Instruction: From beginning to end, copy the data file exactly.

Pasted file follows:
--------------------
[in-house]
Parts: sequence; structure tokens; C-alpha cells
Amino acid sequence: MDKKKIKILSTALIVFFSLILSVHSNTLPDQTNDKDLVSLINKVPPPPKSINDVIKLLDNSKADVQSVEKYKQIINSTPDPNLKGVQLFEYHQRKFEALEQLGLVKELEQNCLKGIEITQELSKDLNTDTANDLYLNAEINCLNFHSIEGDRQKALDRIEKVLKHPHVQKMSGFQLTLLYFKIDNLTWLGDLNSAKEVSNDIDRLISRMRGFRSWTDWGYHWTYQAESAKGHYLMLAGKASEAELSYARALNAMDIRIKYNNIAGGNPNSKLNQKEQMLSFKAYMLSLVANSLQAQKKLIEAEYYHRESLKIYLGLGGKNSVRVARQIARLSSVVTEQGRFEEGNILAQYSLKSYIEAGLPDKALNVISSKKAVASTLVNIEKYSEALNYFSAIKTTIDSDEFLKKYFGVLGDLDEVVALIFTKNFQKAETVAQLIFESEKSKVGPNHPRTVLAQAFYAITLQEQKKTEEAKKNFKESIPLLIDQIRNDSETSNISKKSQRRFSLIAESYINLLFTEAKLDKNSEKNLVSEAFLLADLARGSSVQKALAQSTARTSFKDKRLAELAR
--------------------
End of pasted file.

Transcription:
[in-house]
Parts: sequence; structure tokens; C-alpha cells
Amino acid sequence: MDKKKIKILSTALIVFFSLILSVHSNTLPDQTNDKDLVSLINKVPPPPKSINDVIKLLDNSKADVQSVEKYKQIINSTPDPNLKGVQLFEYHQRKFEALEQLGLVKELEQNCLKGIEITQELSKDLNTDTANDLYLNAEINCLNFHSIEGDRQKALDRIEKVLKHPHVQKMSGFQLTLLYFKIDNLTWLGDLNSAKEVSNDIDRLISRMRGFRSWTDWGYHWTYQAESAKGHYLMLAGKASEAELSYARALNAMDIRIKYNNIAGGNPNSKLNQKEQMLSFKAYMLSLVANSLQAQKKLIEAEYYHRESLKIYLGLGGKNSVRVARQIARLSSVVTEQGRFEEGNILAQYSLKSYIEAGLPDKALNVISSKKAVASTLVNIEKYSEALNYFSAIKTTIDSDEFLKKYFGVLGDLDEVVALIFTKNFQKAETVAQLIFESEKSKVGPNHPRTVLAQAFYAITLQEQKKTEEAKKNFKESIPLLIDQIRNDSETSNISKKSQRRFSLIAESYINLLFTEAKLDKNSEKNLVSEAFLLADLARGSSVQKALAQSTARTSFKDKRLAELAR